LONDON -- The Wimbledon women's final is set -- the first Grand Slam title match between two players born in the 1990s. Petra Kvitova, 24, the 2011 champion, and Eugenie Bouchard, 20, will battle on Saturday. Here's a look at how they got there on Day 10:
Petra Kvitova is back where she belongs: When Kvitova marched to the title three years ago, she was filled with promise. Powered by a monstrous left-handed serve and flat, penetrating groundstrokes, the Czech was touted to become a consistently dominant force. Despite being a top-10 constant, however, she's underachieved. It's taken Kvitova time to adjust to the expectations and pressure, as before this week she had made only two major semifinals since her breakthrough.
She's been plenty comfortable at the All England Club this year, taking advantage of a soft draw to reach her first Slam final in three years. On Thursday, she defeated her highest-seeded opponent so far, No. 23 Lucie Safarova, 7-6 (6), 6-1, improving to 5-0 against her countrywoman in 2014.
"These three years [since her Wimbledon title] were really up and down," Kvitova said. "I knew that a lot of people are expecting something more than I did probably. But on the other side, I was still in the top 10 and I did everything I could. I was practicing very hard. But it's never easy."
Eugenie Bouchard goes a step farther: The Canadian's naked ambition has been on display all year. Bouchard hasn't paused to revel in the success of being the only WTA player to make three consecutive Slam semifinals this year, even though she's appeared in only six majors. Instead, she's made clear that she wants more. That drive was on display Thursday, when she overcame a late wobble to beat No. 3 Simona Halep 7-6, (5), 6-2. Bouchard's first victory over a top-five player means she will be ranked seventh (if she loses the final) or sixth (if she wins it) next week, with either being the highest-ever position for a Canadian.
It was 10 years ago that a blonde basher stood on Centre Court in her first major final and upended a former champion. Bouchard may not love the comparisons to Maria Sharapova, but she won't mind a bit if a similar scenario unfolds on Saturday.
Photo of the day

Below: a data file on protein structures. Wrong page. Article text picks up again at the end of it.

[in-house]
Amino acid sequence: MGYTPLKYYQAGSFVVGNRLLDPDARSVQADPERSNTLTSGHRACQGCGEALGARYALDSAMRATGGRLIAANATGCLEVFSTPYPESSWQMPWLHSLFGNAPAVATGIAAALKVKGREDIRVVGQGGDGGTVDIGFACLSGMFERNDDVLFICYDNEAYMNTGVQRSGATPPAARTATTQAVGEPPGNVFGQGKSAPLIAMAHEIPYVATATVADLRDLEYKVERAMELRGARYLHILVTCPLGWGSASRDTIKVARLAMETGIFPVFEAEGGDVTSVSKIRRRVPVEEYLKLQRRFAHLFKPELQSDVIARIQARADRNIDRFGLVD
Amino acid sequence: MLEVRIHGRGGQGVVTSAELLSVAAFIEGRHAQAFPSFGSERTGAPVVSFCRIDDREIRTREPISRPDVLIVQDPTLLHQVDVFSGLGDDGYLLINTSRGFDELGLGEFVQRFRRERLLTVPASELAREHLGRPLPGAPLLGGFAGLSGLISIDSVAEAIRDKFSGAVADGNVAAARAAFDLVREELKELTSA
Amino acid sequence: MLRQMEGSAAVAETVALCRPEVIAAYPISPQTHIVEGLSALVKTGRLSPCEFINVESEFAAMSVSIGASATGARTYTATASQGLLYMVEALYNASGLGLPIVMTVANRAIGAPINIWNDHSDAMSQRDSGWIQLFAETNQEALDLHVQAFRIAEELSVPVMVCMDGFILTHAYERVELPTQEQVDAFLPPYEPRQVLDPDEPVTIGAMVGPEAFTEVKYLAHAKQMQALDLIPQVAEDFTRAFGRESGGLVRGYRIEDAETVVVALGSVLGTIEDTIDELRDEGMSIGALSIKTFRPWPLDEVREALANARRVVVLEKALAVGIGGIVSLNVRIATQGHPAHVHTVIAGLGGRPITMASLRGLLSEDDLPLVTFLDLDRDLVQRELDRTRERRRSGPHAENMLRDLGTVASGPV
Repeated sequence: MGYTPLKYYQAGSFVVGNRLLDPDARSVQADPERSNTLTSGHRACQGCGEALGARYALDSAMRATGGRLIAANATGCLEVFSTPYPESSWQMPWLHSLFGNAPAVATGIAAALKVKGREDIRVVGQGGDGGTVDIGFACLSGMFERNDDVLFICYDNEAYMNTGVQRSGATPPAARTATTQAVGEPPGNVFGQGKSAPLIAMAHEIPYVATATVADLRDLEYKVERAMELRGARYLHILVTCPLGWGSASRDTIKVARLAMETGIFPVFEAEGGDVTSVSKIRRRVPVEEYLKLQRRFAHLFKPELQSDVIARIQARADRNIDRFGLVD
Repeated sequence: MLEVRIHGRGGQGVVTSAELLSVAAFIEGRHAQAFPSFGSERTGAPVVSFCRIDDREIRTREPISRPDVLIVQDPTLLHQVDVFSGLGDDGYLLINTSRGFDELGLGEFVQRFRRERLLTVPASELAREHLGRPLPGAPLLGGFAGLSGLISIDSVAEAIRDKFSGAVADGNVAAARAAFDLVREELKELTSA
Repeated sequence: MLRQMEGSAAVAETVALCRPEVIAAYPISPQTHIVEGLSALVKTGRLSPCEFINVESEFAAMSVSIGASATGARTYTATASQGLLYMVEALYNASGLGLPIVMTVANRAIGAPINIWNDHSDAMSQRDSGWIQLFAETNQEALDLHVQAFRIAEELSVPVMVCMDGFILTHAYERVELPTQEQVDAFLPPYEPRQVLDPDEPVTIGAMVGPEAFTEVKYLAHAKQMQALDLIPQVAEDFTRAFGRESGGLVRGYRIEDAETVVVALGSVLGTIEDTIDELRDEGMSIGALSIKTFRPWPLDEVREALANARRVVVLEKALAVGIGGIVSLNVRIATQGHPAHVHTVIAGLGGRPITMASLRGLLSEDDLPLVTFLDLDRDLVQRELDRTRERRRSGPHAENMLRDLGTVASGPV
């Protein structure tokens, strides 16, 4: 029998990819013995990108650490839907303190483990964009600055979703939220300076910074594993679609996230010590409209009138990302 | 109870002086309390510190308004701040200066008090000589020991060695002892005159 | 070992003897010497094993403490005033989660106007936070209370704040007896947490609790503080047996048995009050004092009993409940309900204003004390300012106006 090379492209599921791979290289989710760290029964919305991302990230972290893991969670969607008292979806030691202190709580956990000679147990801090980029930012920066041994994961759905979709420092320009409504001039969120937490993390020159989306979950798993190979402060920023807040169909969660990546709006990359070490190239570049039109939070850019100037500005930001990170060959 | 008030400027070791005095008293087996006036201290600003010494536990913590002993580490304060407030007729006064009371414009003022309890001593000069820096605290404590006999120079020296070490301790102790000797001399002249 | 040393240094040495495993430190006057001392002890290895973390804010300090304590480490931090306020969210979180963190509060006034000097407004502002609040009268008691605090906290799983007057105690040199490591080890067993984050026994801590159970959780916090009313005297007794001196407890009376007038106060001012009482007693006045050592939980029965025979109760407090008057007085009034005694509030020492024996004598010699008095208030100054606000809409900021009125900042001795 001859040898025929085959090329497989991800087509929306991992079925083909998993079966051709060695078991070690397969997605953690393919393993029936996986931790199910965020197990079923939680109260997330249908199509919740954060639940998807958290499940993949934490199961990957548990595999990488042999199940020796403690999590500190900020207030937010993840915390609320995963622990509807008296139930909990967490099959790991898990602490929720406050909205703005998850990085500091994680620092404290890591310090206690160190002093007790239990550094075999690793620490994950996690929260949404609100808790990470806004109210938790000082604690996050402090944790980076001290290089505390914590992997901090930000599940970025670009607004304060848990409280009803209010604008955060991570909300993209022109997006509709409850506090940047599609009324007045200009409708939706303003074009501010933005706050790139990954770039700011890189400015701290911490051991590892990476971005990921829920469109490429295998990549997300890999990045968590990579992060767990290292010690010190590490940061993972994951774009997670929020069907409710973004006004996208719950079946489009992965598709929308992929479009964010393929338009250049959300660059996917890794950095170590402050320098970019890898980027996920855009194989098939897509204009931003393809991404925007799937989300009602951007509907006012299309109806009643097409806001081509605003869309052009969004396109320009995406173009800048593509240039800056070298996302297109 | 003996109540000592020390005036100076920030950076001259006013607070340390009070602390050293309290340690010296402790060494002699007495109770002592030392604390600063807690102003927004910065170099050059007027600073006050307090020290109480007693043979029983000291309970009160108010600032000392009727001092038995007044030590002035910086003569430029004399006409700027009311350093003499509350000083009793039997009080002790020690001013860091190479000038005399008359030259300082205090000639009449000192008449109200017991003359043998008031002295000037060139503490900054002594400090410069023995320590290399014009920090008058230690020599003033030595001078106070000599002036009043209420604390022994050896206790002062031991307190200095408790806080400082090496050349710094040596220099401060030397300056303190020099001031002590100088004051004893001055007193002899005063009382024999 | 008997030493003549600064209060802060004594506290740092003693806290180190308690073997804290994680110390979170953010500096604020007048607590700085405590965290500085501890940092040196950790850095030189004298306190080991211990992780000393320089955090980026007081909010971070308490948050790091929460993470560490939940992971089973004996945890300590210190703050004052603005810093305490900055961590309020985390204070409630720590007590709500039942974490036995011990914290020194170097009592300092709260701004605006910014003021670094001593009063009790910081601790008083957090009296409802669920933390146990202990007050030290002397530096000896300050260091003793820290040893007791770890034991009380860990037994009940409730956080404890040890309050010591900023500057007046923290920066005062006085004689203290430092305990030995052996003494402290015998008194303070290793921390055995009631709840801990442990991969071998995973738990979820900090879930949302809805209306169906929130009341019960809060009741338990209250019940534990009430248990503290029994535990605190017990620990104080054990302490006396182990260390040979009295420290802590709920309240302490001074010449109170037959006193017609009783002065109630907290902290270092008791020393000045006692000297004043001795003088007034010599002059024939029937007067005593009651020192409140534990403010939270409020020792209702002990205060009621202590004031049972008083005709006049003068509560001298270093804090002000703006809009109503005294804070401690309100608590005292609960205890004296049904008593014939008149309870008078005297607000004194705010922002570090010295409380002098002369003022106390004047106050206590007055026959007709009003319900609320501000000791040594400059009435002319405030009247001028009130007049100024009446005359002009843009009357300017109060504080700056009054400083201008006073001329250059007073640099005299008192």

Video of the day
Press conference moment of the day
Question: You're now set to play in the biggest match on the biggest court in the biggest tournament. The other day you were talking your favorite show is the Big Bang Theory. Do you think this is a kind of a big bang?
Eugenie Bouchard: Someone made that really lame joke a few days ago. I called him out on it. So I'm going to have to say that was really lame again.
Tweets of the day
The lost of city of Petra is resurfacing on Centre Court — Jon Wertheim (@jon_wertheim) July 3, 2014
Not sure which is worse. Bouchard not having friends or the way Petra treated hers during the match. — David Rosenberg (@RosenbergTennis) July 3, 2014
Bouchard always looking to move forward! Great attitude ! Halep great mover , great attitude! Young girls should be watching this match... — Kim Clijsters (@Clijsterskim) July 3, 2014
Give Bouchard credit. In a press conference full of ridiculous questions, she kept her composure - just like she does out on the court. — Mike Zeisberger (@Zeisberger) July 3, 2014
Only Genie Bouchard could describe her first Wimbledon final as: "A step in the right direction." — Eleanor Crooks (@EleanorcrooksPA) July 3, 2014
All the haggard masses camped out on the grounds? It's not The Queue. It's agents lining up, trying to poach Bouchard .... — Jon Wertheim (@jon_wertheim) July 3, 2014
(•_•) <) )╯you put your hand / \ \(•_•) ( (> up on my hip / \ (•_•) <) )> when I Kvit / \ you Kvit we Kvit — Holly Anderson (@HollyAnderson) July 3, 2014